Wellesley, Mass. – In a recent release, ORGAN AND TISSUE TRANSPLANTATION AND ALTERNATIVES (HLC012E) from BCC Research (www.bccresearch.com), the global market for transplantation products and devices was worth $53.6 billion in 2010. That value is projected to be $79.8 billion in 2015, after increasing at a five-year compound annual growth rate (CAGR) of 8.3%.
The global market for transplantation products and devices can be broken down into five segments – tissue products, immunosuppressants, tissue typing technologies, solid organ preservation solutions, and alternative technologies.
The segment made up of tissue products was valued at nearly $15.6 billion in 2010, and in 2015 should be worth $26 billion, yielding a CAGR of 10.8%.
The segment made up of immunosuppressants, worth $8.9 billion in 2010, should rise to $13 billion in 2015, a CAGR of 7.9%.
The segment made up of tissue typing technologies was worth nearly $314 million in 2010 and in 2015 should be worth $553 million, a CAGR of 12%.
The segment made up of solid organ preservation solutions was worth $33.1 million in 2010 and in 2015 should be worth $42.3 million, a CAGR of 5%.
The segment made up of alternative technologies was worth $28.8 billion in 2010 and in 2015 should be worth $40.1 billion, a CAGR of 6.9%.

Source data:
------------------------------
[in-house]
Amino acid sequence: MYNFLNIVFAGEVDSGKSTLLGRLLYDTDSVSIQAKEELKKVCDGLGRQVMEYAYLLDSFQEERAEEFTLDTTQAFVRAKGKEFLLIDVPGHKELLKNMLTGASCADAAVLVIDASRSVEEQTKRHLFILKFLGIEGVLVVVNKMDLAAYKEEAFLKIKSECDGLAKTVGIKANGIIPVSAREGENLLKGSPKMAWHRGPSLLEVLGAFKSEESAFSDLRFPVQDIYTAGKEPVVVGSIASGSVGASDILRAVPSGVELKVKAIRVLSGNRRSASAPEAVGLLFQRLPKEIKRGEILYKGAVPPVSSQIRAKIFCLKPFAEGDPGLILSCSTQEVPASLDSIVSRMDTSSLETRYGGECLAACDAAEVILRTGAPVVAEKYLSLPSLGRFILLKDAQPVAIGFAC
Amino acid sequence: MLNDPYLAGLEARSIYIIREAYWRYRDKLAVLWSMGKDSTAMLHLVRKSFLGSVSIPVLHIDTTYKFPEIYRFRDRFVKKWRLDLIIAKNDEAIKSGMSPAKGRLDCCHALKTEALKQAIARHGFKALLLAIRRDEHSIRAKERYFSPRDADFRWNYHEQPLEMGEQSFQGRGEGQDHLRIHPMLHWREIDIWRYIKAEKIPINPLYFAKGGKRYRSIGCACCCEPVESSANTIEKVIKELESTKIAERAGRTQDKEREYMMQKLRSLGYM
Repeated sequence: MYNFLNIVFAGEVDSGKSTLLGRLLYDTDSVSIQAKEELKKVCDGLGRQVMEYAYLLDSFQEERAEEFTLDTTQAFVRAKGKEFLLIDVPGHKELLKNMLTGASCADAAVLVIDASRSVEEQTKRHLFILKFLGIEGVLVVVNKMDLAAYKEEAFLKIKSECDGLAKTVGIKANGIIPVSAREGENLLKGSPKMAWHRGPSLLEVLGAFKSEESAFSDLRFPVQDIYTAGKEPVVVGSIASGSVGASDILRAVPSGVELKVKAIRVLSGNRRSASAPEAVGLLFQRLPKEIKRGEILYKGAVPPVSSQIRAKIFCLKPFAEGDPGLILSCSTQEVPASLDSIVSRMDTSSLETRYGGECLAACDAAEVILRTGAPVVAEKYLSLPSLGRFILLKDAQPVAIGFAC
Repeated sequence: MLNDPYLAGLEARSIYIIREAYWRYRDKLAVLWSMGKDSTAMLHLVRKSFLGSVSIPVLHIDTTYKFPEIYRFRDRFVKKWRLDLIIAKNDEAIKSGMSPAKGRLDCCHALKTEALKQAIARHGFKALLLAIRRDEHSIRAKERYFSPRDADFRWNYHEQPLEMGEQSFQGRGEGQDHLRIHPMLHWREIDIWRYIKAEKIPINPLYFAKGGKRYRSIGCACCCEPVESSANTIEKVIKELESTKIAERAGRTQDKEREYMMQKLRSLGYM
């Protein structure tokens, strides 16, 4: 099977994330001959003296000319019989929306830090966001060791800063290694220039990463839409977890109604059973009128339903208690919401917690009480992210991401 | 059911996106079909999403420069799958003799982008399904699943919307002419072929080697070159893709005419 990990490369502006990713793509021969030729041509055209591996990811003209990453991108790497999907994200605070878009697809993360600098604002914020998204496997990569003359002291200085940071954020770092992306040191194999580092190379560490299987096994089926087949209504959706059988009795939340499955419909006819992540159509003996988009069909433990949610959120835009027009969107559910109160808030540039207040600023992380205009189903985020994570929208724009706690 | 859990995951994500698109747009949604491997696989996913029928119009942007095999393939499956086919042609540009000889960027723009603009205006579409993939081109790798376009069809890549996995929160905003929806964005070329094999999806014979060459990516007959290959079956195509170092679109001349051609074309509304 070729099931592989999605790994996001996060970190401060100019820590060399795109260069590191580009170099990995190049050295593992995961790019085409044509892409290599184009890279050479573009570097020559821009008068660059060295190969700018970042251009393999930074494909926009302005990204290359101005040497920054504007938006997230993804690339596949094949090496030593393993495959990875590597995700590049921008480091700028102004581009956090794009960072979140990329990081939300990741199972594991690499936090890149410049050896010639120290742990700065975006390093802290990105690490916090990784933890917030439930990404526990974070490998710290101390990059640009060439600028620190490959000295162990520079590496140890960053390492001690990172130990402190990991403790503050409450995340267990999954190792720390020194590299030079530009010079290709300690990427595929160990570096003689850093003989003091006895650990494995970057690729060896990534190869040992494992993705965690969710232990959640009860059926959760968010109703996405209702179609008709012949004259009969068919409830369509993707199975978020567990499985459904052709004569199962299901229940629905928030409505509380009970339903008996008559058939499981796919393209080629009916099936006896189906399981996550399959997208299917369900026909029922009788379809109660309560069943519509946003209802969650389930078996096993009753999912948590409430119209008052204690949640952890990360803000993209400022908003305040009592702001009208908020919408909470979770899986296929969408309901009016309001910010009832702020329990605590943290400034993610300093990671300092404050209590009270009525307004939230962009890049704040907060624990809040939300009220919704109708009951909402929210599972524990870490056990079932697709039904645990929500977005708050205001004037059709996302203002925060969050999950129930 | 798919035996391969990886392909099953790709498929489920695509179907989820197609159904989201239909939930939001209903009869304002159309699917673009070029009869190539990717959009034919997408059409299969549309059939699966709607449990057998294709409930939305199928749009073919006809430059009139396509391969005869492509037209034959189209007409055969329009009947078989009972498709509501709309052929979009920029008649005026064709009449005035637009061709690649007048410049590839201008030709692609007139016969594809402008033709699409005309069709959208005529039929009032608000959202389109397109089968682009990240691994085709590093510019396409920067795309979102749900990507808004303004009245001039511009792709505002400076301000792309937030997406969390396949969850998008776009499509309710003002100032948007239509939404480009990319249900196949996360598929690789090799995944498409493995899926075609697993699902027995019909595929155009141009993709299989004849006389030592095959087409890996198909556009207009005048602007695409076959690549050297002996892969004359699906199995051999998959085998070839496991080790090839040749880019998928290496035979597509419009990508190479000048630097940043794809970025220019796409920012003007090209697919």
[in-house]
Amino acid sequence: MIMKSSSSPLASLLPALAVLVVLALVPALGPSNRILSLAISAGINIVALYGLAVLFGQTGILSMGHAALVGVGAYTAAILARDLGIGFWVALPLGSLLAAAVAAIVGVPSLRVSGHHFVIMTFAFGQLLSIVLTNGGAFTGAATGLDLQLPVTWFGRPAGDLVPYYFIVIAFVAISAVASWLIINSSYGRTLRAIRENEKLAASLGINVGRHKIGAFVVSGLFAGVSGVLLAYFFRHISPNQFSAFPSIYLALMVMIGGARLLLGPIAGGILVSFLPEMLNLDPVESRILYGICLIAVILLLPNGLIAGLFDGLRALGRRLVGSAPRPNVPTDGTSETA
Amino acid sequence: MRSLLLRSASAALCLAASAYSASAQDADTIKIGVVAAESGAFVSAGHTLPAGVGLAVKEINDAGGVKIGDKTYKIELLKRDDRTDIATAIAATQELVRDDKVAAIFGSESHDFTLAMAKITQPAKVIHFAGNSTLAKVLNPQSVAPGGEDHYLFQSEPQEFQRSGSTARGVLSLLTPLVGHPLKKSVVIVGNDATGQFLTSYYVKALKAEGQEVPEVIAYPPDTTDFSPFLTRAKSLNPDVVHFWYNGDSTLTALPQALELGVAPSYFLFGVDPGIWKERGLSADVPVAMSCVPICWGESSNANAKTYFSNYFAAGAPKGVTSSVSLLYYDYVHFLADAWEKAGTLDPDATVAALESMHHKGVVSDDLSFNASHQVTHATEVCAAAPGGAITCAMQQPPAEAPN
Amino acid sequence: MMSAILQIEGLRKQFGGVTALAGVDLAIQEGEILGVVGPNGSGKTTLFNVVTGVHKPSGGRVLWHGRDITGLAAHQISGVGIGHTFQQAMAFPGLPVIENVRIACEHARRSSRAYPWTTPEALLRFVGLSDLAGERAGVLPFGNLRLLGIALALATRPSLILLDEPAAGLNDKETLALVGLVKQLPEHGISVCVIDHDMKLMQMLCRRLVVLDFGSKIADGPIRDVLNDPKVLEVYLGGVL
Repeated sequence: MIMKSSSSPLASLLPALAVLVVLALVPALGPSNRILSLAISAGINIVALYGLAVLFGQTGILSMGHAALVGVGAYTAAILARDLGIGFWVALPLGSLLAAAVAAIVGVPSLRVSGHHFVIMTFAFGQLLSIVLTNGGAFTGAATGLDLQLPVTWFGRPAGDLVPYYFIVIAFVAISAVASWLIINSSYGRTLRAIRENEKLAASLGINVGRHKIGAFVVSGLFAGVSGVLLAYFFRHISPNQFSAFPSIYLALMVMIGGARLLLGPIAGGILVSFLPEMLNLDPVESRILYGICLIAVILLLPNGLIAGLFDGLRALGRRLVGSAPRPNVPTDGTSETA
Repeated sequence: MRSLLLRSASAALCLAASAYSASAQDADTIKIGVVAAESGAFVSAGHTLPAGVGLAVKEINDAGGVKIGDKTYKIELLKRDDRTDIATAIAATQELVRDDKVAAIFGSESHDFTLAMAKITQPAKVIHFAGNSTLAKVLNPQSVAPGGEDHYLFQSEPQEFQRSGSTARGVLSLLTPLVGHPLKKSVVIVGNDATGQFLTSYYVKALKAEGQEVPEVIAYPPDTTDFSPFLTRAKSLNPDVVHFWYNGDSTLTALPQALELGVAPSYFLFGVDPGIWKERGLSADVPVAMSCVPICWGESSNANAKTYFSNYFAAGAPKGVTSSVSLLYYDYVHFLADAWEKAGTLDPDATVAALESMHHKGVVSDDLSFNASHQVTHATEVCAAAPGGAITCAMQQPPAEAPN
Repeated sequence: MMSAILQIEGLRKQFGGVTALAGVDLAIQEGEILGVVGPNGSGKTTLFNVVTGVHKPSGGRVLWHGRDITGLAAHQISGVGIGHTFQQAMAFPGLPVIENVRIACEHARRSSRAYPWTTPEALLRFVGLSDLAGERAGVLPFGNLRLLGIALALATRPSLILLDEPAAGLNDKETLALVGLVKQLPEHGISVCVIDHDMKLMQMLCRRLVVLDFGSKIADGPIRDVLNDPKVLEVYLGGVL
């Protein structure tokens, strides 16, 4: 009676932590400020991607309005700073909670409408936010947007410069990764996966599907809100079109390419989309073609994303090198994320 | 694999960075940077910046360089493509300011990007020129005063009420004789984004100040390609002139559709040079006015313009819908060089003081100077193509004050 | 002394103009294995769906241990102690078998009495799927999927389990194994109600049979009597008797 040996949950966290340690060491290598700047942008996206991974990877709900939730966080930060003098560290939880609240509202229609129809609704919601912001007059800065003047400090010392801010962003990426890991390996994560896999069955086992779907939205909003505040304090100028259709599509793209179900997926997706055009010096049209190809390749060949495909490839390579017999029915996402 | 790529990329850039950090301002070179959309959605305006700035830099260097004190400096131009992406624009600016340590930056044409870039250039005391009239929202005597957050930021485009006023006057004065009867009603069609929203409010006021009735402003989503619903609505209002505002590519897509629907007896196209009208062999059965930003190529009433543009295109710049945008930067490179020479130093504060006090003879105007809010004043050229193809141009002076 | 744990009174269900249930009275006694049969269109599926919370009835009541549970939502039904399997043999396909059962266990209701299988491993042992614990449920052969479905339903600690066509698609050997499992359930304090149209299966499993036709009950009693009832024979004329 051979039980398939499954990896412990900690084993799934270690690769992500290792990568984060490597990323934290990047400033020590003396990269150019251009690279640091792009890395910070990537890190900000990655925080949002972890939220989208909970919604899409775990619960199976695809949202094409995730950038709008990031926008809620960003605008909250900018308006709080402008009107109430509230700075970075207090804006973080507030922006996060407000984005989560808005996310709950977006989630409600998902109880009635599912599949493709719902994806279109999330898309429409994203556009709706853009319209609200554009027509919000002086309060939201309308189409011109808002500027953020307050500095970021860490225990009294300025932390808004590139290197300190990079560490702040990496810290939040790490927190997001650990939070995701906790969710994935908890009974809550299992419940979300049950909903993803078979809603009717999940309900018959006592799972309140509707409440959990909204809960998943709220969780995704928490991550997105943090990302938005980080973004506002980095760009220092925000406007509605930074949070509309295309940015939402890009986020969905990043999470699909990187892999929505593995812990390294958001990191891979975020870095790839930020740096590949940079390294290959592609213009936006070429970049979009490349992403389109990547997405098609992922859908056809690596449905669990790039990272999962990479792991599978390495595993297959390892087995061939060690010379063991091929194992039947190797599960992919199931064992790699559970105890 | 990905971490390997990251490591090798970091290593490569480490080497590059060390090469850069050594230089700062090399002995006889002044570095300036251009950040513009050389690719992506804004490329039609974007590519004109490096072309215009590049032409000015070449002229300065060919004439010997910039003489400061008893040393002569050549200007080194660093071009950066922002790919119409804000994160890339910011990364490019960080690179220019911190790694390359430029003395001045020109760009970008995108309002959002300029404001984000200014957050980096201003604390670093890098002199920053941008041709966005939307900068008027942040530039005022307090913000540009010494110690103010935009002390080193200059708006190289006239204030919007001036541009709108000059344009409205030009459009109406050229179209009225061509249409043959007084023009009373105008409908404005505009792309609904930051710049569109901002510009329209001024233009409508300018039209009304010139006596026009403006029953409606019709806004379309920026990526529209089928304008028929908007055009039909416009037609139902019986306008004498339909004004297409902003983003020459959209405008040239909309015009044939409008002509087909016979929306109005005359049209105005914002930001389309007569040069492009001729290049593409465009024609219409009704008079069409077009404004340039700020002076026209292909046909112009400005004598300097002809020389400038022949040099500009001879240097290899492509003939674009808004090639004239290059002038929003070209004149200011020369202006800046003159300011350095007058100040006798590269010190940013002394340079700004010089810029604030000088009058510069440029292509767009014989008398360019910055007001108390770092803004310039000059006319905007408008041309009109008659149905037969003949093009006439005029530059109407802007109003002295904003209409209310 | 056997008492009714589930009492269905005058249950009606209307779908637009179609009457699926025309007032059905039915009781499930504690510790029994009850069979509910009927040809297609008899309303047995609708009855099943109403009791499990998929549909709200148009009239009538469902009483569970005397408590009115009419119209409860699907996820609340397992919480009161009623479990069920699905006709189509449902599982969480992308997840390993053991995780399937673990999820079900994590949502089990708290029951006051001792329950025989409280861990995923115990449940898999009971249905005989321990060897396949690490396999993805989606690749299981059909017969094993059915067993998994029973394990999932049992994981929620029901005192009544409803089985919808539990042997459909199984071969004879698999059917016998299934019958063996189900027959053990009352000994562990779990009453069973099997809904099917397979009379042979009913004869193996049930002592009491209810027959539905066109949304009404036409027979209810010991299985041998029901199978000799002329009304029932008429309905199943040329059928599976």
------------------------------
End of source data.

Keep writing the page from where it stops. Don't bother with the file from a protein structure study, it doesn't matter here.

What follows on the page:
Organ transplantation is a dynamic field in which the development of artificial organs and transplantation methods aims to reduce the likelihood of rejection and infection. Transplantation is the last therapeutic option available to people in the final stage of an organ or tissue failure; the reality, however, is that the supply of organs or tissues is so limited that for the vast majority of people, transplantation is not an option. Despite this lack of supply, the transplantation business continues to innovate through better harvesting and procurement techniques, vastly improved immunosuppression regimens, advanced tissue matching, and effective anti-infective regimens.
The global organ and tissue transplantation market contains elements of both a mature market and an evolving market. Experimental for most of the 1900s, successful organ and tissue transplantation finally came to fruition in the 1970s when tissue typing coupled with the use of cyclosporine provided more successful grafting and patient survival. Since then, the transplantation industry has continued to evolve and gain widespread acceptance. One major key to the success and growth of the transplant market is the donation of more organs for transplantation, as demand is rapidly growing.
This report is a valuable tool for anyone assessing the organ and tissue transplantation market and attempting to devise a strategy to successfully compete within the market. The report also is a valuable tool for business planners, acquisitions specialists, licensing strategists, product managers, market research analysts, investing consultants, and others interested in the tissue and transplantation market.
Organ and Tissue Transplantation and Alternatives( HLC012E )
Publish Date: January 2011
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